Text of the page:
Massive (for us) rains have heightened anticipation of wildflowers. For those who are looking for the floral feast, here are three places to look for wildflowers this weekend.
One place that’s not quite ready for prime time: Antelope Valley Poppy Reserve. Although Joshua trees are blooming, its website notes that flowers will be at their peak beginning mid-March so a visit there may be premature. And if the sun is not out, neither are the full blooms of the poppies.
The state park’s flower hotline for Friday — (760) 767-4684 — is urging visitors to visit now and often because the flower show will change as conditions do as well. The park is about 160 miles southeast of downtown Los Angeles.
There is color around the visitor center, it notes, and also S22 between Mile Marker 31 and 35 in the southern part of the park, June Wash on S22 near marker 42.
The park’s wildflower bloom map shows several places in the park that have color, including Coyote Canyon but notes that the road is rough because of flooding, and Texas Dip above San Felipe Wash just north of California 78. It notes “great flowers” at Ocotillo Wells State Vehicle Recreation Area and the corresponding website says the flowers are “among the best we have seen in a long time.anza bo
Info: Anza Borrego is open dawn until dusk. A day pass is $10 per vehicle. Visitor center is open 9 a.m.-5 pm. (760) 767-4205.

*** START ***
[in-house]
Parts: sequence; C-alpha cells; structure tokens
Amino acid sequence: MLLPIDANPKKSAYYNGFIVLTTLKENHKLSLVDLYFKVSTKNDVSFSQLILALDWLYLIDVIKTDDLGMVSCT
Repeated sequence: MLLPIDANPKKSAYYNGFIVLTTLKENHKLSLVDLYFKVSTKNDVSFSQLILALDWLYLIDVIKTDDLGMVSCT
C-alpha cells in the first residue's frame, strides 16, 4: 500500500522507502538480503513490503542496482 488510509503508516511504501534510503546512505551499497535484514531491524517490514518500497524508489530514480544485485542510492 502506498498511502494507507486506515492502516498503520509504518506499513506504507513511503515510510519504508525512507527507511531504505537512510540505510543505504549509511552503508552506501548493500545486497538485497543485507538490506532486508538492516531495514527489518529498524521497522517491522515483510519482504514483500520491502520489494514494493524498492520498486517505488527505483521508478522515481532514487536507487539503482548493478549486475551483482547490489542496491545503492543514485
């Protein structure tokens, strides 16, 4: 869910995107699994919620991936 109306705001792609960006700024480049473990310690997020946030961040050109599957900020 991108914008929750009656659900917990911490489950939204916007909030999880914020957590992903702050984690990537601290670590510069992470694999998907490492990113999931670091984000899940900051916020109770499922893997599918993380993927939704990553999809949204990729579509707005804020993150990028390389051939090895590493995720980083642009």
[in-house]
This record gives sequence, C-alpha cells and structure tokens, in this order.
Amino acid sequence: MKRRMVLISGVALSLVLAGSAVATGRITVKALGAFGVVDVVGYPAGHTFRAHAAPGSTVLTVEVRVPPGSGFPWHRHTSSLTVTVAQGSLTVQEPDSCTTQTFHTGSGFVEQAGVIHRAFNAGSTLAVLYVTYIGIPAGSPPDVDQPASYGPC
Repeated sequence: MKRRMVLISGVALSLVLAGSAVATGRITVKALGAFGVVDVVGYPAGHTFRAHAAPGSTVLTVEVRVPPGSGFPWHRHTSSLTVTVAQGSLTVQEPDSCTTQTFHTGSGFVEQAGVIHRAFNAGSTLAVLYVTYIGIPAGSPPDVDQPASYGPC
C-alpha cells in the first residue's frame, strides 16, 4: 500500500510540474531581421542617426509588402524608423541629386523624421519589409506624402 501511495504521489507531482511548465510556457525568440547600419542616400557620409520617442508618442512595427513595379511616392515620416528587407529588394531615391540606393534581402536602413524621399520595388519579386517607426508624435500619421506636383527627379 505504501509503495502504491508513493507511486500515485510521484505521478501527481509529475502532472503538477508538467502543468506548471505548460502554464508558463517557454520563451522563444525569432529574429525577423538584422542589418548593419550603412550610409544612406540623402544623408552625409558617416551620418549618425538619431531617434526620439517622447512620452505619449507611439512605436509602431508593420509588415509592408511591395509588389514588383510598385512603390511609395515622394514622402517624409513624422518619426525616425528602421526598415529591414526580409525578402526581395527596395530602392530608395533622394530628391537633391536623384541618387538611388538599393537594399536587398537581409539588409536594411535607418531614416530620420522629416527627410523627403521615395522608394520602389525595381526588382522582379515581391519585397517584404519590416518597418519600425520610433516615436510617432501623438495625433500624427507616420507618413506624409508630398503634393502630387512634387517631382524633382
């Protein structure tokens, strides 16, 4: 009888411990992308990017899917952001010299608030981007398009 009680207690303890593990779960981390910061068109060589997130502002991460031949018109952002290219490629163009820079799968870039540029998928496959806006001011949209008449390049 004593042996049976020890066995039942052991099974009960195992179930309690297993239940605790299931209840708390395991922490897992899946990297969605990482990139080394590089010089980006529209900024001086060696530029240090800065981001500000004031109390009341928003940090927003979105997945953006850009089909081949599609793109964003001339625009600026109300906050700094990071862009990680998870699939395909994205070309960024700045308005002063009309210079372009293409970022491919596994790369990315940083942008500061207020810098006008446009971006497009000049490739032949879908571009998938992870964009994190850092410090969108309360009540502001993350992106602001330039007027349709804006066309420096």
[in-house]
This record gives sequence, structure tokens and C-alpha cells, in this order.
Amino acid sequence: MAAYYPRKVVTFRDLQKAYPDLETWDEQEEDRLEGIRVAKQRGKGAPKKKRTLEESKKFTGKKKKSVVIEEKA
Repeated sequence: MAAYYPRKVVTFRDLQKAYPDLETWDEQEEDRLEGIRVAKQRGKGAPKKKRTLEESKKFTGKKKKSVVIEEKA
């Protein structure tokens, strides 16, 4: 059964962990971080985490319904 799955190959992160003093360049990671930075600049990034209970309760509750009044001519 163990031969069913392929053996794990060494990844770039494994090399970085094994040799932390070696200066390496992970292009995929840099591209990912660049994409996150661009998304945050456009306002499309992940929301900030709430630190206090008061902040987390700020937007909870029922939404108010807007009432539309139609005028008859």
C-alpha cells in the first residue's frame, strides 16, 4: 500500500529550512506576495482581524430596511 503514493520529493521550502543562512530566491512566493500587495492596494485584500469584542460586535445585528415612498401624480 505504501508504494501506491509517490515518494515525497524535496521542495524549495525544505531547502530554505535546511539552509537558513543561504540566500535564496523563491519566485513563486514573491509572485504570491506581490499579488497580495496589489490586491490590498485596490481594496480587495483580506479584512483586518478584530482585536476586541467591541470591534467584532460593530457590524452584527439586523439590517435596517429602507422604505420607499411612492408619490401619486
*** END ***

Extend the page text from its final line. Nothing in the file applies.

Access the Stunt High Trail by parking on Stunt Road, about a mile from Mullholland Highway, the Theodore Payne hotline for Friday says. The trail runs along Cold Creek.
You’ll be rewarded for your efforts hiking the Stub High Trail by seeing milkmaids, always an early bloomer in the Santa Monica Mountains, purple nightshade, fuchsia-flowering gooseberry and wild cucumber. Look also for wild hyacinth and flowering ash trees.
The word is out about the blooms at Lake Elsinore and consequently the world is out. Big traffic jams have been reported on Interstate 15 as visitors queue up to see the poppy-covered hills in Walker Canyon.
It’s being called a superbloom, which isn’t a scientific term, but science isn’t important when you’re starved for something other than rain. About 1,000 people a day are catching the show, which, The Times’ Mary Forgione writes, should last another week.